I bought Willo about 8 months ago. He was a showjumper, reschooled for eventing. The plan was to find a horse that I could start my first year of British Eventing with, and Willo seemed to tick all the boxes. However, he's an exceptionally smart boy, and clearly sensed that dressage was new to me (I'm a sj and xc junkie by heart!) and he was not going to do anything he didn't have to. We have spent approximately the last 8 months gently cajoling and encouraging, trying to get Willo to work correctly (which we knew he could do) and more importantly teaching me how to achieve that - but also struggling with the fact that he is very fussy in his mouth, and he can object quite strongly to a firm contact - often with huge bucks and lipzzaner leaps!
The trick has been trying to establish an elastic contact that he didn't object to, not hanging on his mouth, but also not leaving him without support and dropping him on his nose. Having not had a lesson for a while had given my trainer Sharon Kilminster time to reflect, and she concluded that Willo has had things his own way for far too long! He had ample opportunity to comply, so now it was time to get tough - no more asking, now we were insisting. Oh and just to warn you, says Sharon, you might need to sit up in case he starts to object! *Gulp*
So what was the end result? Well, win number 1 was no objections from Willo. No chomping furiously on the bit, no nose poking, no grunting, no bucking or leaping - and actually not angry at all! Result. No flying dismounts required, happy Willo and happy me. Win number 2 - an entire lesson working correctly in an outline, hocks underneath him and working over his back. Oh, and not just a token gesture, a few steps then drop you and hollow, or a slight softening, I mean the full monty walk trot and canter on both reins, even maintaining through transitions and changing the rein! Wow, what a feeling.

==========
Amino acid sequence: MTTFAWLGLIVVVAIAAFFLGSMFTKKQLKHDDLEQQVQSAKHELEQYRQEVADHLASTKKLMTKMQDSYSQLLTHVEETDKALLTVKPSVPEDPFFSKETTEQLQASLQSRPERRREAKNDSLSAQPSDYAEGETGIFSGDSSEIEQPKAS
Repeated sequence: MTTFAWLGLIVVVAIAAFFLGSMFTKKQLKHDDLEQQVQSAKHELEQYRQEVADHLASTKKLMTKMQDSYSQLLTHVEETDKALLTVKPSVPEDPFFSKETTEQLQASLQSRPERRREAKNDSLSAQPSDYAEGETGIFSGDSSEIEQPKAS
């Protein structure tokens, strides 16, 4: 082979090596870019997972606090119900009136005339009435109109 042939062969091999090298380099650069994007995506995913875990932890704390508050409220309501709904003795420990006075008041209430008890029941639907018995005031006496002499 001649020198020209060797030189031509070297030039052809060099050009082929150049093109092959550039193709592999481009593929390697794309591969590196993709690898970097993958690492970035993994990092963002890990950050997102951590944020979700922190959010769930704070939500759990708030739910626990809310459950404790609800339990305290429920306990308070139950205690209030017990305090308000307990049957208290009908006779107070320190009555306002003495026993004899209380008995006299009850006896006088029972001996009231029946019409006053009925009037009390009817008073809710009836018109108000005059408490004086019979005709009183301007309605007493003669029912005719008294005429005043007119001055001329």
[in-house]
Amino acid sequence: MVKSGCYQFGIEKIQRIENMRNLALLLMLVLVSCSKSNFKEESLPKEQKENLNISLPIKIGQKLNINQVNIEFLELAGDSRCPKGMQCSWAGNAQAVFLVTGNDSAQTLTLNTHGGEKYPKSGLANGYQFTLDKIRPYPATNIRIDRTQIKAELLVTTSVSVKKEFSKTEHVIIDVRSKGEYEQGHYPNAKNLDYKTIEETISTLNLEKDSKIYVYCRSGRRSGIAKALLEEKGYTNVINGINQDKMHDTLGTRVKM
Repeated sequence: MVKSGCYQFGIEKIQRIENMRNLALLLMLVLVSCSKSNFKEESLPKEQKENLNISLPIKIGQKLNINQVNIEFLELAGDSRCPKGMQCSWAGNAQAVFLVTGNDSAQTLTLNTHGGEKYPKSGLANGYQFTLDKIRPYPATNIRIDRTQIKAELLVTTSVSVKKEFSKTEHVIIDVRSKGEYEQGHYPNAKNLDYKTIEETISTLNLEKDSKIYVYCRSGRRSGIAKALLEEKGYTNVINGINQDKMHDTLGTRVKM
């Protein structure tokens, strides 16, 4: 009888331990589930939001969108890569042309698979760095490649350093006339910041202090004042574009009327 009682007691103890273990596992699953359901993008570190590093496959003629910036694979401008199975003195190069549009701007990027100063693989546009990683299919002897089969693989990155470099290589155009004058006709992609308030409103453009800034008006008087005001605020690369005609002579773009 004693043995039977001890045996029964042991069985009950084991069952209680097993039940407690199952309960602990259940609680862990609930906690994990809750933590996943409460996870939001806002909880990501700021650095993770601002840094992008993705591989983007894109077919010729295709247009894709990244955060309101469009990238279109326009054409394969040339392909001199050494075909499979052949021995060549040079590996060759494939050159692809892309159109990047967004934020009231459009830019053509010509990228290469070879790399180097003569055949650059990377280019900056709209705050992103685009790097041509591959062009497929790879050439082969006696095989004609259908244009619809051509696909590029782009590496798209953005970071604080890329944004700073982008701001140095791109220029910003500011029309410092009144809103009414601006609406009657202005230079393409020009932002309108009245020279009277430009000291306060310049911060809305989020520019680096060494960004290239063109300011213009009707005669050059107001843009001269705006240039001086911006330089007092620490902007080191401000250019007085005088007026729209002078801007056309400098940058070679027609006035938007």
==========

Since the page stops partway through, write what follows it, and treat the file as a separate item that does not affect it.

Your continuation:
I know this is just the start and there is heaps more to work on, but without having achieved this correct way of working our progress has been slow in this area and our scores poor, so now we can really build and hopefully progress through the scales of training. To a dressage diva I'm sure this would have been easily achievable, but there is no learning in having someone else hop on your horse and showing you how it's done!
That was revelation part 1. Part 2 came the next day when I followed up with a jumping lesson. I hopped on, and to my astonishment, there he was, immediately soft and round and easy - exactly the same as the previous evening, proof that it wasn't just a fluke! It's like the penny has dropped. Sharon said I was looking a little bit Cheshire Cat up there I was smiling so much. It got even better though, we cantered round the school on both reins, flying changes where they needed to be, and every fence he really popped in a way that I've not felt before. For the first time I felt like I was sat on that talented showjumper I bought, his performance was 100% better, and he was really pinging - all because he had been working correctly! This was all the proof I needed, flatwork definitely is the key to everything, and maintaining this new way of working is a priority.
Here is a taster of the pre-revelation bay giraffe I used to own warming up for our 1st ever dressage test. The professional pictures were so awful I couldn't even bear to look at them! The one on the right is the 'new Willo' who is hopefully here to stay!